AUGUSTA — Downtown Augusta was back open for business Friday afternoon, several hours after a ruptured gas line forced an evacuation in the heart of the downtown area on Valentine’s Day.

Around 9:30 a.m., a Greater Augusta Utilities District worker trying to remove a piece of pavement struck a natural gas line with the bucket of a backhoe. That caused the line to spew natural gas into the air, according to Brian Tarbuck, general manager of the Greater Augusta Utility District.

The line was struck as workers were finishing up repairs to a water main break that was reported around 1 a.m.

That incident, in the middle of the ramp between Front and Water streets in the heart of the downtown Augusta, prompted authorities to evacuate the nearby Olde Federal Building and the 283 Water St. building that houses Otto’s on the River restaurant, Dowtown Yoga and other businesses. That closure for much of the day shut down most of downtown Water Street, from Hartford Fire Station to Bridge Street, according to Fire Chief Roger Audette. Front and Commercial streets were also closed to traffic.

No injuries were reported, water was restored Friday morning and the gas line was repaired by around 1 p.m.

Audette said some people who were evacuated due to the leak on the brutally cold day — temperatures hovered in the single digits — took shelter at Hartford Fire Station until they could return to their buildings.


He said authorities immediately closed much of Water Street to the public until the leak was repaired by Summit Natural Gas workers.

“This was the real deal, an active leak,” Audette said. “Fortunately, unlike propane, natural gas is lighter than air so it typically goes straight up into the sky.”

The street closure meant businesses there had a quiet Valentine’s Day, until the street was opened back up Friday afternoon.

“Most merchants made the best of it, and displayed amazing patience during the process,” said Michael Hall, executive director of the Augusta Downtown Alliance. “I think when it comes down to it, we all recognize that the safety of our customers and visitors is imperative above all else.”

Tarbuck said the Greater Augusta Utility District had a water main break at the site around 1 a.m. The leak was fixed, but not before high-pressure water had eroded some of the ground around it. That widened the original hole and exposed other underground infrastructure, leaving some chunks of pavement unsupported by dirt.

Augusta Fire Department and Summit Natural Gas employees work Friday at the scene of a gas leak at corner of Water and Winthrop streets. The road was shut down for repairs. Kennebec Journal photo by Joe Phelan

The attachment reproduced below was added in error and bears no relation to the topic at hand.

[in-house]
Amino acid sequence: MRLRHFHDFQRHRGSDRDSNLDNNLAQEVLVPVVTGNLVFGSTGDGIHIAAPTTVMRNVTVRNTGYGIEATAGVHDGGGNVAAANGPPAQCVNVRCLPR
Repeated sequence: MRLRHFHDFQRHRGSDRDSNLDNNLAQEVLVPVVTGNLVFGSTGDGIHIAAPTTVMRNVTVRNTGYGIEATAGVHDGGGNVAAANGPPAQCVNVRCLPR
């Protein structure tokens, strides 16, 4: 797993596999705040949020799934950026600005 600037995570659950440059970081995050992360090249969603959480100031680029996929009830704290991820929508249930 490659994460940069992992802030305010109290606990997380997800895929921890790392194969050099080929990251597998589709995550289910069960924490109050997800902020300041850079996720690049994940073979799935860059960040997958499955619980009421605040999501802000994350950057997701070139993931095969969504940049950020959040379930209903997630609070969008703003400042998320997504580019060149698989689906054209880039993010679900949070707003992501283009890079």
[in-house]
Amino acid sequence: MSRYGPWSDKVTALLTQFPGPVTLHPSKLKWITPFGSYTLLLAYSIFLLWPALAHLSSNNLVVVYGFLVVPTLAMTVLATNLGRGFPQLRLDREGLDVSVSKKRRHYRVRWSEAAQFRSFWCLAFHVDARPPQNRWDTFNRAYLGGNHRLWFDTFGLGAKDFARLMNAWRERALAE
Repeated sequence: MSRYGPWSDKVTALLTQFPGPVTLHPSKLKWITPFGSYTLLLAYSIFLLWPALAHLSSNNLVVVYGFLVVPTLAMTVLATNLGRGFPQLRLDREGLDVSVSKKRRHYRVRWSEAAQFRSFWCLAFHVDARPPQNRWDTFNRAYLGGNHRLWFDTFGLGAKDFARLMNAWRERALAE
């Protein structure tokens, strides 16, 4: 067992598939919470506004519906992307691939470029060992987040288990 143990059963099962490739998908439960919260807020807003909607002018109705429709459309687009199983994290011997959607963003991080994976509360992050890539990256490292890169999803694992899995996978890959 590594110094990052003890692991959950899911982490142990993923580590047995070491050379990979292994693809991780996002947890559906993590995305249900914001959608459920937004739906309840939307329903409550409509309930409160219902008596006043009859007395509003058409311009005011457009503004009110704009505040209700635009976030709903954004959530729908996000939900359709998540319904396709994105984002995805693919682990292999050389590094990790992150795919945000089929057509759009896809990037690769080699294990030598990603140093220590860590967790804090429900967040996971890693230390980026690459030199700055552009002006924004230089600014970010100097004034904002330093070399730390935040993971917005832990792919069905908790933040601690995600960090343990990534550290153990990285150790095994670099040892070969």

A backhoe operator with 20 years experience tried to remove some pavement that appeared to have fallen onto a gas line, and he subsequently nicked the gas line, causing the leak. Tarbuck said the worker has never hit a gas line or, as far as he could recall, even made a mistake before.


“It’s been a long day, our guys have been out there since 1 a.m. and it’s super cold,” Tarbuck said late Friday afternoon. “We knew so many of those restaurants wanted to be open, selling dinners to couples, and we were trying to do everything right, and it didn’t work out as planned. It was a really frustrating day for everyone. We wish none of it had happened. The guys feel bad. But nobody got hurt, that was the big thing.

“It was a close call, a near miss thing,” Tarbuck continued. “You take it back and review it with your guys and say, ‘How can we do this better?’ We will double down on our efforts to work smarter and safer.”

Hall, of the downtown alliance, said downtown was open for business and encouraged people to come out Friday night.

“Valentine’s Day is a very big day for our restaurants and retailers,” Hall said. “It’s unfortunate that our morning and early afternoon hours were disrupted, but as soon as the roads reopened, the customers returned. I think it speaks volumes to the kind of loyalty we’ve been able to cultivate here. These are business owners who put their entire heart and soul into their businesses, so please don’t miss an opportunity to show them love by supporting their establishments.”

Audette said the incident was reported to the Maine Public Utilities Commission, by Summit and GAUD officials, and the PUC had a representative onsite to make sure the fix was up to standards.

Both Summit and Maine Natural Gas workers responded to the report of a leak, until it was determined the broken line was a Summit line.


He said people in some downtown buildings reported smelling gas but testing indicated no gas was present.

Traffic was routed around the street by Augusta police and firefighters.

“Traffic was messed up for quite some time. When you close the heart of your city, you get people curious who want to see what’s going on,” Audette said Friday. “We’re just happy that downtown Augusta is open for Valentine’s Day tonight.”


Managing Editor Scott Monroe contributed to this report.

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